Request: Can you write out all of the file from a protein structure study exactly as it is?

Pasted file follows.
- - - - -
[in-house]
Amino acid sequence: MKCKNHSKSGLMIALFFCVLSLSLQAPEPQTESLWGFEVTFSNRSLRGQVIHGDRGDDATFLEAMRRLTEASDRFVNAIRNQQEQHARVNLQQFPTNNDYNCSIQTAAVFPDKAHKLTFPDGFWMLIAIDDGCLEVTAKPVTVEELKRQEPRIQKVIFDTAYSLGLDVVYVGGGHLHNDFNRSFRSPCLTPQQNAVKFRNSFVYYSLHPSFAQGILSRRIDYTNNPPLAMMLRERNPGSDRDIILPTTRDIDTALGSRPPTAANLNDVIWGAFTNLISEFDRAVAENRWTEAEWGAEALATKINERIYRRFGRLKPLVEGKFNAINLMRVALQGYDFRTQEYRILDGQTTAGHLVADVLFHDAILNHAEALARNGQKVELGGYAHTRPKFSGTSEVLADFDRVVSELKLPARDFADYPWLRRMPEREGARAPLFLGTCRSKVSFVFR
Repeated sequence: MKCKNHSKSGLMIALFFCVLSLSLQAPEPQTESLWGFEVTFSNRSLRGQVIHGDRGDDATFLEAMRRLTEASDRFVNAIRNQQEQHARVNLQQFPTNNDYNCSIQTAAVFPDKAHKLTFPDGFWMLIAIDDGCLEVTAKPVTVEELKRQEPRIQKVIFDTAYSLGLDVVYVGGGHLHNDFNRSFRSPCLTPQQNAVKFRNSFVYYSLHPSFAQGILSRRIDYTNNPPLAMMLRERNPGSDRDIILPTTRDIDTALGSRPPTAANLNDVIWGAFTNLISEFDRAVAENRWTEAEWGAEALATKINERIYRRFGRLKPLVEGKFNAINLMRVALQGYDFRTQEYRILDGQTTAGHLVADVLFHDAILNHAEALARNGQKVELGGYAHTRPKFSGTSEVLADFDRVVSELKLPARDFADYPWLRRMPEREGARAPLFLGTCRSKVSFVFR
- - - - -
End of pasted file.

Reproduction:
[in-house]
Amino acid sequence: MKCKNHSKSGLMIALFFCVLSLSLQAPEPQTESLWGFEVTFSNRSLRGQVIHGDRGDDATFLEAMRRLTEASDRFVNAIRNQQEQHARVNLQQFPTNNDYNCSIQTAAVFPDKAHKLTFPDGFWMLIAIDDGCLEVTAKPVTVEELKRQEPRIQKVIFDTAYSLGLDVVYVGGGHLHNDFNRSFRSPCLTPQQNAVKFRNSFVYYSLHPSFAQGILSRRIDYTNNPPLAMMLRERNPGSDRDIILPTTRDIDTALGSRPPTAANLNDVIWGAFTNLISEFDRAVAENRWTEAEWGAEALATKINERIYRRFGRLKPLVEGKFNAINLMRVALQGYDFRTQEYRILDGQTTAGHLVADVLFHDAILNHAEALARNGQKVELGGYAHTRPKFSGTSEVLADFDRVVSELKLPARDFADYPWLRRMPEREGARAPLFLGTCRSKVSFVFR
Repeated sequence: MKCKNHSKSGLMIALFFCVLSLSLQAPEPQTESLWGFEVTFSNRSLRGQVIHGDRGDDATFLEAMRRLTEASDRFVNAIRNQQEQHARVNLQQFPTNNDYNCSIQTAAVFPDKAHKLTFPDGFWMLIAIDDGCLEVTAKPVTVEELKRQEPRIQKVIFDTAYSLGLDVVYVGGGHLHNDFNRSFRSPCLTPQQNAVKFRNSFVYYSLHPSFAQGILSRRIDYTNNPPLAMMLRERNPGSDRDIILPTTRDIDTALGSRPPTAANLNDVIWGAFTNLISEFDRAVAENRWTEAEWGAEALATKINERIYRRFGRLKPLVEGKFNAINLMRVALQGYDFRTQEYRILDGQTTAGHLVADVLFHDAILNHAEALARNGQKVELGGYAHTRPKFSGTSEVLADFDRVVSELKLPARDFADYPWLRRMPEREGARAPLFLGTCRSKVSFVFR